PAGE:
# Thread: tricky tangent qroblem :)

1. ## tricky tangent qroblem :)

Suppose g(x) has a second derivative g''(x) at all points of an interval I. Prove that if the tangent to the curve y=g(x) at a in I meets the curve again at some other point b>a in I then g''(x)=0 somewhere between a and b...

I seriously dont know where to begin

2. Originally Posted by Khonics89
Suppose g(x) has a second derivative g''(x) at all points of an interval I. Prove that if the tangent to the curve y=g(x) at a in I meets the curve again at some other point b>a in I then g''(x)=0 somewhere between a and b...

I seriously dont know where to begin

The phrase 'meets the curve again' refers to inflection. So, I would start by understanding that wherever the tangent line to a graph crosses the graph, $f''(x)=0$. There is a proof of this fact here:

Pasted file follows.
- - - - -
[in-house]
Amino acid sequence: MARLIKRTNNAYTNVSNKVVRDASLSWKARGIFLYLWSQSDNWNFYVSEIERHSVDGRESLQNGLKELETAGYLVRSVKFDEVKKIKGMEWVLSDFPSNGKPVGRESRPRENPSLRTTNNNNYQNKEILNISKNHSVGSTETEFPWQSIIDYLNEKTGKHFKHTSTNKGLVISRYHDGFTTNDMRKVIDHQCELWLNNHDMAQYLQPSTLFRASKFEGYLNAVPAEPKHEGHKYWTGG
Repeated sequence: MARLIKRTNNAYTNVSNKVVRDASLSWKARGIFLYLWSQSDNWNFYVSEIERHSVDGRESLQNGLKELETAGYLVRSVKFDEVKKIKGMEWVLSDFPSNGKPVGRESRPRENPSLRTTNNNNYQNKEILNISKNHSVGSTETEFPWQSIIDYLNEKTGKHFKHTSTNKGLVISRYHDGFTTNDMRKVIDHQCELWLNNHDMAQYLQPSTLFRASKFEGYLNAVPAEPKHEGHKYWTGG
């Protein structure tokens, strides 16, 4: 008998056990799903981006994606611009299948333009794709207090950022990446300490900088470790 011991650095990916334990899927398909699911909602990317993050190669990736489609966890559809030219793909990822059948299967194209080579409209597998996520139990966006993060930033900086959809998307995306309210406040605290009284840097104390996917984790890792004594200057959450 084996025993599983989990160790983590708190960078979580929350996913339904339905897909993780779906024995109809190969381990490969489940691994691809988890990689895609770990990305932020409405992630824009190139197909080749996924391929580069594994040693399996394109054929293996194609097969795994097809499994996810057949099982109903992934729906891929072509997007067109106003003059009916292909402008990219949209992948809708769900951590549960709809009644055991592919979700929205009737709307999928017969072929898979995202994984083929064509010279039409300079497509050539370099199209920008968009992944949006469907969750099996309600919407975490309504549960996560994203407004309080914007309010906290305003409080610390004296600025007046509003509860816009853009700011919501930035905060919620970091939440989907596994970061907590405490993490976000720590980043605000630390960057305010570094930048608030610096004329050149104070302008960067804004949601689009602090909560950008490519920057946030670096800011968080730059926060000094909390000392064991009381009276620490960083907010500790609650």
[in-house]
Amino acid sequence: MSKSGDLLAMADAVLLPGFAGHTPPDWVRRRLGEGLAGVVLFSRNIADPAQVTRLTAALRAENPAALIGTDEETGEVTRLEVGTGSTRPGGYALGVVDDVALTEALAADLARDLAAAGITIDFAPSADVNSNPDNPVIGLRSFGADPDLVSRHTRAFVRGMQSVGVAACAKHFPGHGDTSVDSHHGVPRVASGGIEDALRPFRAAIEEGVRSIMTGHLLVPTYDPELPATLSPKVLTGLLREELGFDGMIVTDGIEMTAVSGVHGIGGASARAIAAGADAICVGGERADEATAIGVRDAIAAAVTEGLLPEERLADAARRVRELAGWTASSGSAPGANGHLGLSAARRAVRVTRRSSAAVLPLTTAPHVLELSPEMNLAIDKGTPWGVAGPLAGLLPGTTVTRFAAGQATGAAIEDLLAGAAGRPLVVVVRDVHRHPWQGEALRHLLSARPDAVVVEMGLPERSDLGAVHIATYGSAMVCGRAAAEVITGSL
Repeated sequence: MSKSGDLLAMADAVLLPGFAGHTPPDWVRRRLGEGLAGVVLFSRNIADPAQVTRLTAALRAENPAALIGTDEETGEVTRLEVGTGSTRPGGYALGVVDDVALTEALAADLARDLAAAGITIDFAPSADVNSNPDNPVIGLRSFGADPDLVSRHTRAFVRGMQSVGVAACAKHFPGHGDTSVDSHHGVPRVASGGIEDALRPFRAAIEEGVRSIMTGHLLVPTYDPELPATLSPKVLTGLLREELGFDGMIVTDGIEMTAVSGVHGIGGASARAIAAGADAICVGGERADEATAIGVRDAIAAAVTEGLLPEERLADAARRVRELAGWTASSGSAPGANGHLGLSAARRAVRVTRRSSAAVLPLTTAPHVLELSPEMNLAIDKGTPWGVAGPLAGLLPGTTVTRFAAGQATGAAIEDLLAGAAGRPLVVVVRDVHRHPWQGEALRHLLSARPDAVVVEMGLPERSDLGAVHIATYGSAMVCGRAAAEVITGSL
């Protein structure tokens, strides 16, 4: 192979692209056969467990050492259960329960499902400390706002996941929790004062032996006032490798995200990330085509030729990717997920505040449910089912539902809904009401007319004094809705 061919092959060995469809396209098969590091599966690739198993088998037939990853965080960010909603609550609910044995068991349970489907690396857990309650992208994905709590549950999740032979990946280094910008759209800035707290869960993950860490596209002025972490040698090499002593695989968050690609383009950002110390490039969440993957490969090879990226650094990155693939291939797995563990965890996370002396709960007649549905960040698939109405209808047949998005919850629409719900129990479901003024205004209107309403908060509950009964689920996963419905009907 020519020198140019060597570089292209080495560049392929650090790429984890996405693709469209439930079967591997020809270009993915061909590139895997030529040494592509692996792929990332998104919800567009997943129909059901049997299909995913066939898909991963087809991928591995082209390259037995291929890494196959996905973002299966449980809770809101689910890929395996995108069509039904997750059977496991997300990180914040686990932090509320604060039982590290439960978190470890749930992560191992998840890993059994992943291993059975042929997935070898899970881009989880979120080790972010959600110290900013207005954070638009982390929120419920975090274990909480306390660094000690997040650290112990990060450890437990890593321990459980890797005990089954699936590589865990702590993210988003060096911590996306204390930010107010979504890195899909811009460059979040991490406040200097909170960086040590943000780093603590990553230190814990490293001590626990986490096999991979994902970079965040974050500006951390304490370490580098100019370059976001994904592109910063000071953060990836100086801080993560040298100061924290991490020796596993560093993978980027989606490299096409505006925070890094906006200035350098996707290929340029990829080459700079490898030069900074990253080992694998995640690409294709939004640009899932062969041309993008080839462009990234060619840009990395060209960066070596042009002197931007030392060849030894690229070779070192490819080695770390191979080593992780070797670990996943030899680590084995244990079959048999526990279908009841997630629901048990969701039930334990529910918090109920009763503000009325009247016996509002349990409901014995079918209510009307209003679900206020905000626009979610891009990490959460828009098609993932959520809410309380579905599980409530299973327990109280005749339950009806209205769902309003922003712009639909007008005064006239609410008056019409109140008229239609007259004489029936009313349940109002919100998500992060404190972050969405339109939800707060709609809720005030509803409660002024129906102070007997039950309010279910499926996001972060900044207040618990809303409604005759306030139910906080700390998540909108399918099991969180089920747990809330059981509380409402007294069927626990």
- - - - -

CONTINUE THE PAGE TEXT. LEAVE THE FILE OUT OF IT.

Second derivative test - Wikipedia, the free encyclopedia

3. Hey von-

I'm sorry but I still dont understand what your trying to tell me

can you explain wat exact is the question asking me.

4. Originally Posted by Khonics89
Suppose g(x) has a second derivative g''(x) at all points of an interval I. Prove that if the tangent to the curve y=g(x) at a in I meets the curve again at some other point b>a in I then g''(x)=0 somewhere between a and b...

I seriously dont know where to begin
first note that $\frac{g(b)-g(a)}{b-a}=g'(a),$ because they are both equal to the slope of the tangent line to the curve at $x=a.$ call this (1). define $f(x)=g(x)-\frac{g(b)-g(a)}{b-a}(x-a)-g(a), \ x \in I.$

see that $f(a)=f(b).$ thus by Rolle's theorem there exists $a such that $g'(c)-\frac{g(b)-g(a)}{b-a}=f'(c)=0,$ i.e. $g'(c)=\frac{g(b)-g(a)}{b-a}.$ therefore $g'(a)=g'(c),$ by (1). again, applying Rolle's

theorem, gives us that $g''(d)=0,$ for some $a and we're done.